Happy Sesquicentennial, Wayne State! A look at some notable Detroit alums
These Warriors still have their hearts in Detroit
This year, my beloved alma mater, Wayne State University will be celebrating 150 years in the heart of Detroit. Originally founded as the Detroit Medical College, WSU has now become one of the 50 largest public universities in the country. A school this big is bound to be filled with greatness! Here’s a list of some awesome Warriors doing amazing things in the city (yes, I was tempted to add my own name).
A current member of WSU’s Board of Governors, Trent earned her bachelor’s degree in journalism and Africana Studies from the university in 1991. Her resume is impressive: Detroit News city hall reporter, communications director for former congresswoman Carolyn Cheeks Kilpatrick, Detroit regional manager for Sen. Debbie Stabenow and director of former Gov. Jennifer Granholm’s southeast Michigan office. The Delta Sigma Theta sorority member is also a policy associate for Michigan Future Inc., serves on the Rosa Parks Scholarship Foundation (where she once was a recipient), and a past president of the WSU Organization of Black Alumni. Sis is booked and busy.
Founder and Chairman of Emagine Entertainment Inc., Glantz received a B.S. in business accounting in 1980. In 2011, Glantz was named one of the first “Pillar Award” recipients from the Irvin D. Reid Honors College. The CPA helped grow the theater chain to 46 screens across two cities. (Bonus: From now until May, current WSU students, faculty and staff can catch a flick at any of the alum’s theater locations for discounted prices on specific dates. More details on that here.)
This Emmy award-winning journalist attended Wayne State’s Law School and received her juris doctorate in 1993. Now serving as the Director of WSU’s Journalism Institute for Media Diversity, Nails mentors and molds up and coming minority journalists (Editor’s note: Me included), providing them skills and experience to help them diversify newsrooms across the country. Nails sits on the boards of the Detroit Chapter of the National Association of Black Journalists and BLAC Detroit magazine.
Another Mike Ilitch School of Business alum, Lear Corporation’s CFO earned his bachelors in accounting in 1985. As a leader at the Southfield-based company, Simoncini was instrumental in the opening of the $10 million Lear Innovation Center in downtown Detroit, which aims to develop new automotive and non-automotive business opportunities in collaboration with collaborate with the College for Creative Studies (CCS) and WSU School of Engineering students. The 2011 Distinguished Alumnus recipient is currently in the running for Crain’s Newsmaker of the Year award.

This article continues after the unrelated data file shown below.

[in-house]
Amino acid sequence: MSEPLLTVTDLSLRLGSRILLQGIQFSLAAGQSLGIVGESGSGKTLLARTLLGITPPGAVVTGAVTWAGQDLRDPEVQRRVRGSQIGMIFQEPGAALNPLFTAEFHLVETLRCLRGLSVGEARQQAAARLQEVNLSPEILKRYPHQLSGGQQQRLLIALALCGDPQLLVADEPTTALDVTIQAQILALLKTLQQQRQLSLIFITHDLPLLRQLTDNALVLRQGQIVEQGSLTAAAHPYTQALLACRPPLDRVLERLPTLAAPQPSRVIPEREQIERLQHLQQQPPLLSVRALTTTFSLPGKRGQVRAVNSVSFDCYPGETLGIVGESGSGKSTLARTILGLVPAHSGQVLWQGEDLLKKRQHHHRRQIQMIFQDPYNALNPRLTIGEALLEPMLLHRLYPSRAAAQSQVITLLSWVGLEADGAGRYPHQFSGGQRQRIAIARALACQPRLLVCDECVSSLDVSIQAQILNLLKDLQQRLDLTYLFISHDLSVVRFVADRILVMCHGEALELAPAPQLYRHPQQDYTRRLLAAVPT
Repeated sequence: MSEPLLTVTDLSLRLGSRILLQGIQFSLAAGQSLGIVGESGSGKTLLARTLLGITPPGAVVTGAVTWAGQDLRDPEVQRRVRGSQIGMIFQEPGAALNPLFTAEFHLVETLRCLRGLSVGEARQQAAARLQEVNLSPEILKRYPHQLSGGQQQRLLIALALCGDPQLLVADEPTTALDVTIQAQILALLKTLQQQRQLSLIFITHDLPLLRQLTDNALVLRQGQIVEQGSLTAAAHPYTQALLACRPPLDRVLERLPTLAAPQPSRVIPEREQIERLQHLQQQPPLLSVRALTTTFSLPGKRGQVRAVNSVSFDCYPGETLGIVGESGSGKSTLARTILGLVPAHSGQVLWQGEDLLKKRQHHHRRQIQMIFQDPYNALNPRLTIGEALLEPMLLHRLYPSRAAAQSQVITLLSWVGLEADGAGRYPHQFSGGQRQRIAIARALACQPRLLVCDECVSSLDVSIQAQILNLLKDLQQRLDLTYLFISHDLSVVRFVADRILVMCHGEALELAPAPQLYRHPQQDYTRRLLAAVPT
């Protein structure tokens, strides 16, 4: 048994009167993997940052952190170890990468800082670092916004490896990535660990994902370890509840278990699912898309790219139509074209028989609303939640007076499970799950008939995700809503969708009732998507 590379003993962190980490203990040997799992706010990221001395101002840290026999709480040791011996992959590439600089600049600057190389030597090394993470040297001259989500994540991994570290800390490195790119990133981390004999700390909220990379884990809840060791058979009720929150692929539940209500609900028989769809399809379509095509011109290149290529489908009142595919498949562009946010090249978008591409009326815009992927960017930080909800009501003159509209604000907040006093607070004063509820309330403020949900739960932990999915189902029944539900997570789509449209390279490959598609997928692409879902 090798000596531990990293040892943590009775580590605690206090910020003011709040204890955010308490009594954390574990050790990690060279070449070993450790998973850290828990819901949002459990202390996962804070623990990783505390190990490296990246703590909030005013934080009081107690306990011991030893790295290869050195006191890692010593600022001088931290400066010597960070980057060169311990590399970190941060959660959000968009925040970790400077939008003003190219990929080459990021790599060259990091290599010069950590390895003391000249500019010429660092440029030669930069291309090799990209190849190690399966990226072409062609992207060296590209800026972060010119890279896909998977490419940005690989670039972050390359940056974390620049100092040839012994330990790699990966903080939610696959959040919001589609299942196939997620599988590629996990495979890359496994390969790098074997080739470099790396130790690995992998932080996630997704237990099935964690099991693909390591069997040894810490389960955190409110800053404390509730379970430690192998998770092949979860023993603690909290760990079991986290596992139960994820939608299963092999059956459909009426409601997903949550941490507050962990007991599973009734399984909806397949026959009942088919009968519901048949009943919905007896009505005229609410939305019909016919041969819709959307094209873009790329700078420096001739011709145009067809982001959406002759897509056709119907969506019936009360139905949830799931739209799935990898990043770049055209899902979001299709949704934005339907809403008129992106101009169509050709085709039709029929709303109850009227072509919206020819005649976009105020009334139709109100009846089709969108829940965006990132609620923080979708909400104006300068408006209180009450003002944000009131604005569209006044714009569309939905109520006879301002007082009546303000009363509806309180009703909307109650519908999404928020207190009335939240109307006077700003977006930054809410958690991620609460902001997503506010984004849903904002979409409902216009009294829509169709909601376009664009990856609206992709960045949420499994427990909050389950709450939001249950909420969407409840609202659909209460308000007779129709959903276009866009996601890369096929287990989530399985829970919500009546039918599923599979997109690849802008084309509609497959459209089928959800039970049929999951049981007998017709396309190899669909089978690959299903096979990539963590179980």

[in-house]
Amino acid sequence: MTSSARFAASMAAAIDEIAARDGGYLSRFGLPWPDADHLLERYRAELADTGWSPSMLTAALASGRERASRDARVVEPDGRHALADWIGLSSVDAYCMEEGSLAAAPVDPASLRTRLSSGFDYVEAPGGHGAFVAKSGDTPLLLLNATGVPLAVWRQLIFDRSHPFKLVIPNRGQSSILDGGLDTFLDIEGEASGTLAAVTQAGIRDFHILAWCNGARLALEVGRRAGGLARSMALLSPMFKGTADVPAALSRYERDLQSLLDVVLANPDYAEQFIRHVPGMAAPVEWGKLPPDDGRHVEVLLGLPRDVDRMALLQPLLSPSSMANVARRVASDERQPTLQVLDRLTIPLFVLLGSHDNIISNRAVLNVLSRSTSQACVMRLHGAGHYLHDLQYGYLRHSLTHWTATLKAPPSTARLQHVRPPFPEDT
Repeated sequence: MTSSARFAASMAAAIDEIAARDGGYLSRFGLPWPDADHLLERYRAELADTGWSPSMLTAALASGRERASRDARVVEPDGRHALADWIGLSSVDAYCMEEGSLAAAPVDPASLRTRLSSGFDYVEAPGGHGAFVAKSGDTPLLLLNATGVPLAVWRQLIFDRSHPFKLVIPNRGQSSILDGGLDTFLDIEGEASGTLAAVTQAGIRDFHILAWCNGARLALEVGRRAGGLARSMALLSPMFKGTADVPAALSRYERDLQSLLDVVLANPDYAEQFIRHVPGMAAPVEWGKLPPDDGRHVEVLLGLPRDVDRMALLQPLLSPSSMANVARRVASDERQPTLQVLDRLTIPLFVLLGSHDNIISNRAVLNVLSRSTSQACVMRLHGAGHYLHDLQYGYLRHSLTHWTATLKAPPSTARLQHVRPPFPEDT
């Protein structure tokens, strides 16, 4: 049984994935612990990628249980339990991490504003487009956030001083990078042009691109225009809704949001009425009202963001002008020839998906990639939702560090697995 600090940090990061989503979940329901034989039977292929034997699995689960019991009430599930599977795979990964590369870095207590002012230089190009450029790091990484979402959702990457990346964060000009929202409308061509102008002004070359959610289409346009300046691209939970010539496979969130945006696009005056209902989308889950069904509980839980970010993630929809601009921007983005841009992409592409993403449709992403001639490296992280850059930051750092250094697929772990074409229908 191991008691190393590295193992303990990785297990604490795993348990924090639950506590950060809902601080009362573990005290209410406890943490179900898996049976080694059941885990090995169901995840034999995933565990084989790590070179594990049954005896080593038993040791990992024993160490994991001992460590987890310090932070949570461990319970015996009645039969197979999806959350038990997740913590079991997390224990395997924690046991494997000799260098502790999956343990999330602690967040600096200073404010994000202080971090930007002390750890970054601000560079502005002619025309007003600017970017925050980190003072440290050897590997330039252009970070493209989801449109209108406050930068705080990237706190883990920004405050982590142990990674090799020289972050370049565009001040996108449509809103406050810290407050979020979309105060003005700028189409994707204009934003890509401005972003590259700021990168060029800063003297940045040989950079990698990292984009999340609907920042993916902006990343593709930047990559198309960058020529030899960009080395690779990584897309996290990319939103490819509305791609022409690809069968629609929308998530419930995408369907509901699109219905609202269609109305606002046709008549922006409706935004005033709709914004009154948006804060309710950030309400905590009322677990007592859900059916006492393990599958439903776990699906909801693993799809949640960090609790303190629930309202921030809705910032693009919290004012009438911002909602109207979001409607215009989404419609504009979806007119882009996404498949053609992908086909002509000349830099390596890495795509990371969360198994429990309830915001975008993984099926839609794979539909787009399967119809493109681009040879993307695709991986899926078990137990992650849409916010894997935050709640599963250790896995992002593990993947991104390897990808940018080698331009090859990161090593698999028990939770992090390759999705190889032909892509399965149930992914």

The founder of Pedal to Porch and Detroit Dialogues graduated from WSU with a bachelor’s degree in Middle Eastern Studies in 2011. Lane’s “Detroit Is Not A Blank Canvas” speech at the 2017 Detroit Policy Conference was a captivating story about how she came up with the idea to fight the rebranding of Detroit’s neighborhoods through storytelling and bike tours. Pedal to Porch even won a $30,000 grant from the Knight Cities Challenge. (Also! Lane was a judge in The Neighborhoods’ recent cooking showdown at Eastern Market; watch the full episode here.)
The Heidelberg Project’s creator Tyree Guyton studied art at WSU as well as Marygrove College. WSU commemorated the 20th anniversary of the public art installation in 2007 with a special exhibition of Guyton’s work and a large-scale, outdoor sculpture. The Heidelberg Project was Guyton’s response to the decay spreading through Detroit in the 1980s. Through the project, Guyton set out to change the view of deterioration into a message of beauty and hope.
These Wayne State Warriors may have left the city but they definitely deserve a shout out for their Green and Gold Pride!
The outspoken star of Netflix’s “Grace and Frankie” attended WSU from 1960-1962. She received an honorary Doctorate of Fine Arts in 1988.
This WSU alumna broke the glass ceiling by becoming the first woman to be apart of the White House Press Corps. The university had an award named after her, the Helen Thomas Spirit of Diversity award, though it was later removed when reporter made anti-Semitic comments.
The voice of America’s Top 40 and Shaggy graduated from WSU in 1957 after majoring in speech education. Kasem was a pioneer in radio and TV and also voiced Robin in the early atman cartoon.
Garth is my favorite WSU alum because of his incredible work on Broadway’s “The Lion King.” The Tony award-winning choreographer graduated from WSU in the 60s and took up residence at the Maggie Allesee Department of Theatre and Dance in 1998 right after choreographing the hit musical.
Detroit’s own angel briefly attended WSU but had to drop out in 1949 due to her mother’s death.
Before going to the NFL, Bell led WSU to an almost championship my first year in college (I got to travel to Alabama for the game). Graduating in 2009 with a criminal justice degree, Bell returned to WSU in 2014 to earn a master’s in Sports Management.
WSU is hosting a Sesquicentennial Celebration, today, Jan. 26 at 2 p.m. The event is free and open to the public. You can RSVP here.